It seems like the experience taught Jason a valuable lesson. That’s a
good thing. But still feeling regret over it 10 years later misses the mark in
my book. There is not a single thing anyone of us can do to or for someone else
that could cause that someone to be denied the saving Grace of Christ. How
could we possibly think that Christ would give us, imperfect sinners all, the
power to determine another person’s salvation? If Jason’s
“Mike” would have changed his life for the better had Jason shared
his faith at that moment 10 years earlier, then Mike will be judged by his
heart, which is the same way we are all judged. It is true that we find joy in
leading others to discover Christ’s saving Grace, but we don’t
personally have the power of salvation or damnation. Learn life’s
lessons, but then move on. Refusing to forgive ourselves is just another way of
denying Christ’s power to forgive, heal, save, and redeem us.
Thank you so much for this article! It was very moving to me, mostly because I
have done the same thing and wished that I had a "do over". You are a
gifted writer and I always enjoy your articles. Thanks again!!!
Just from what I read, there seemed like some ways to interject the Gospel - but
hindsight is always better. Next time, take your wife and I can guarantee you,
she will probably have the nerve to talk and ask and interject some seed of
faith. I say that because my convert wife has often talked with non-members
about her new church life - or has made sure I invited a neighbor to church
when I was very reluctant. I was glad I shared with her after meeting her while
I was traveling and on the road. The 'fear of man' is a great obstacle
to sharing faith for me, feeling like the timing might be off or the context
wrong or I'd be rejected. I did have a captive audience on a plane once
but probably bored this poor guy to death sitting next to me. We can do damage
in sharing too much with too much enthusiasm and too much insensitivity.
I've probably heard those words Wright heard and didn't act on them
too. If you're traveling sometime, just mention you're from Utah, if
you are - always gets a response about Mormons.
Were I golfing with strangers and somewhere around the forth or fifth hole
someone started spouting religious overtures to me I'd have given him a
look like 37 kinds of household poison. It wasn't the time and place.
Sometimes the universe tells me to share some of my agnostic views with people I
know. I just tell the universe to "put a sock in it." I prefer to share
my views anonymously via the internet.
I M LDS 2Provo, UT"Orra"??I've never read
of that in the scriptures nor heard any Church leader preach such a thing.I don't believe in that."I think you are thinking
of the word "aura" - (meaning emanation surrounding someone) rather than
"orra" (meaning separated from a usual pair, odd).Re the
story, how sad when we allow our own foibles to interfere with somebody's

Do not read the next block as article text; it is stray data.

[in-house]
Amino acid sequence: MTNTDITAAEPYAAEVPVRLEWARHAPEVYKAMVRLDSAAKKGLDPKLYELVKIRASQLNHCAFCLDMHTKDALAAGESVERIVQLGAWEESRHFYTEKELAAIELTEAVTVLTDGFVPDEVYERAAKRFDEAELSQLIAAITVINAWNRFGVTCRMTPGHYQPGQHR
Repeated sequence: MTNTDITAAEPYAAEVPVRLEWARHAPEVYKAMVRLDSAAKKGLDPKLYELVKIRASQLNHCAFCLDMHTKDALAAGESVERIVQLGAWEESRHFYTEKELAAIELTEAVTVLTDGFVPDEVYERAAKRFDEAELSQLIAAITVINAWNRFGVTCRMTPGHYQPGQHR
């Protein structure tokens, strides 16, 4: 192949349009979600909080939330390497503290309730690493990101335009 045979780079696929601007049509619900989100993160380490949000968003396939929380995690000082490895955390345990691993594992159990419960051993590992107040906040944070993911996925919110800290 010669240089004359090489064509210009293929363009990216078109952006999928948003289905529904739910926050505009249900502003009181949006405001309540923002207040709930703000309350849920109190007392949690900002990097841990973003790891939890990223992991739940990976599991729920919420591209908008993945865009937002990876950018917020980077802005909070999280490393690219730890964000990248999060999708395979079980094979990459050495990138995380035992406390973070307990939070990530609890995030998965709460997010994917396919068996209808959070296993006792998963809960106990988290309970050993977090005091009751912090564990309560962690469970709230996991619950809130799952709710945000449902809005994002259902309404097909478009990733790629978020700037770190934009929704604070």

spiritual growth. I'm sure Mike wasn't blottoed - (meaning extremely
drunk) with four beers and perhaps he became quiet and withdrawn because he was
uncomfortable with the reaction to his choice of drink.Perhaps had
he known you were LDS before the refreshment cart he may have had overpriced
Gatorade as well. We'll never know.None of us converts lived
all the word of wisdom before we joined the church and still struggle with the
commandments after baptism. When we are confident and comfortable with who we
are, warts and all, we can more easily accept others for who they are, warts and
By the way Mr.Wright, I love your articles, they are very inspiring, g-d bless.
"Orra"??I've never read of that in the scriptures nor
heard any Church leader preach such a thing.I don't believe in
"When we finished the 18th hole, I'm not certain Mike even remembered
our names or how many holes we’d played."What does this
even mean? The guy has 4 beers in 4+ hours and you think his memory was
shot?Your story would have been just as complete without mentioning
Mikes drink choice. I would bet that the only person affected by his beer was
Our,.. we can see it as what it is, just a beer. The problem sometimes is the
perception of those who drink. We assume that they are evil, not worhy, ignorant
of truth, just because they may choose a beer, or two to drink. I assure you
that we are all Gods children, and if we are not willing to fill each other
hearts with good tidings, because of our egotistic perception of those who
"are not like us", than what are we doing. I often get the same reaction
from my neighbors when I order a drink at dinner. We can be talking about the
beauty of Yeshua, and than I will order a beer, and the conversation will turn
from, spiritual, uplifting, and encouraging conversation, to the Jazz game, lol.
Just because some may desire a drink, does not mean that they are not worhty of
G-d, because I am pretty sure, that if he was here with us at dinner, he too
would order a nice beer, "it is not that which goes into a man that harms
him, but that which comes out"
There is an orra we share when we are together. It changes the orra when the
first bottle of beer is opened and the first swallow is taken. Sails deflate and
reality sets in, that we are no longer together, I'm me, he is who he is.
Alcohol is a mind alternating drug in more ways than just for the one drinking.
What a wonderful and uplifting story about courage to do something that is
difficult. I feel the same way about the opportunity to share. I think we worry
about rejection or that we might not say what we mean to say. It shouldn't
be that difficult but it is for me. Others seem to do it without any thought. He
shouldn't be beating himself up for being less than perfect. There will be
another time and he can make up for it. At least he thought about it and that is